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Discussion Starter · #9 ·
Thank you everyone for your comments and apologies for my verbage as well as improper section. Wrote it quickly while getting a ride to work. The dealer has it now and is quite shocked. I am just glad I do not have to pay for it or wait for the part in the mail.
 

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30 years ago I would say your experience was pretty typical, regardless of mileage. The quality of wire and the poor design of the sleeve left a lot to be desired and they broke all the time. If you rode a 70s or older bike, you were wise to always carry a spare clutch cable or get good at riding without a clutch.

In the 80s bikes things got a little better. Since the 90s the quality of the cable and the lined sleeves (Teflon lining IIRC) makes clutch cable failures pretty rare.

Rare enough that if I were you, I would take the broken cable into the dealer and ask for and seriously expect a warranty replacement.

Just saw your last post: good for the dealer that they are fixing it under warranty!
 

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note to self - order a spare clutch cable. i've been having to adjust the cable slack on a regular basis. bike has about 8000 miles.
Yours might be ready to snap...

Mine actually broke in the same spot at ~6k miles. I thought maybe it was my clubman bars, but yeah, broke right at the bend. So now I'm going to get a spare clutch cable to hang around.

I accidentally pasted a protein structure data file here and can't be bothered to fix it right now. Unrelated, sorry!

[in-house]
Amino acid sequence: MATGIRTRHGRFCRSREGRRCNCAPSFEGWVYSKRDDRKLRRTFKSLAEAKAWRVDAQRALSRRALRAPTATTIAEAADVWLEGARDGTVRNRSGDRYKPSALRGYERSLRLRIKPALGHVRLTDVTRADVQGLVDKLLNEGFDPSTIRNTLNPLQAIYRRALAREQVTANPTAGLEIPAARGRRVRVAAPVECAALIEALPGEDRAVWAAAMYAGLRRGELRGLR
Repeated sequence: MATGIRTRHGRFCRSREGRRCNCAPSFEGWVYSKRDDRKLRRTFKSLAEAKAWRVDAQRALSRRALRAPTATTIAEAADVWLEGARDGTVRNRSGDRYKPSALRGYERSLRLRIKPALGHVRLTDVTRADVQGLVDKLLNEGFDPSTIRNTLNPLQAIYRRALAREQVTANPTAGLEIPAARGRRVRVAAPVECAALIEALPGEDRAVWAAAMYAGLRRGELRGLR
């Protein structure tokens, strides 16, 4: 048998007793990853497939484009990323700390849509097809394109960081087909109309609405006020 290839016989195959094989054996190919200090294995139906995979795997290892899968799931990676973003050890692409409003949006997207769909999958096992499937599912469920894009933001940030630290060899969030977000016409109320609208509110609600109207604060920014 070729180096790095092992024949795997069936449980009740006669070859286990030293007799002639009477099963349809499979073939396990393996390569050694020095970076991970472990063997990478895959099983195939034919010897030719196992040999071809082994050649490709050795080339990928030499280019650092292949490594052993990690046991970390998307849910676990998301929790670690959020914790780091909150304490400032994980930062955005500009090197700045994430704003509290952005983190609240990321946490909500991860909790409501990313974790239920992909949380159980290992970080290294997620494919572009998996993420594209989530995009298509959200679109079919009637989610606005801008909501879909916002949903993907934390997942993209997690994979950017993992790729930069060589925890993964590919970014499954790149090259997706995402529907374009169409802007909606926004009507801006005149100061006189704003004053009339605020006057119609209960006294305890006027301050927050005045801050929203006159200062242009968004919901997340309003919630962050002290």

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Cable pull clutches are more prone to breakage due to the high stress and debris/contaminants in the housing. This is one of the reason why high end dirt bikes have hydraulic clutches. Motorcycles went with hydraulic brakes with the advent of disc brakes to avoid cable snaps. There are ways to help improve the life your clutch cable.

1) Adjust the play in your cable per factory specs; often new rider over adjust the cable with too much tension leading to premature wear.
2) Inspect your cable and housing once a month or every 1000 miles for damage or fraying.
3) Avoid long periods of clutch pulls when stopped; put the bike in neutral!
4) Avoid quick clutch pull shifting if possible or consider using an electronic quick shifter if you do a lot of performance shifting.
5) Lubricate your clutch cable often to reduce wear and damage from contaminants.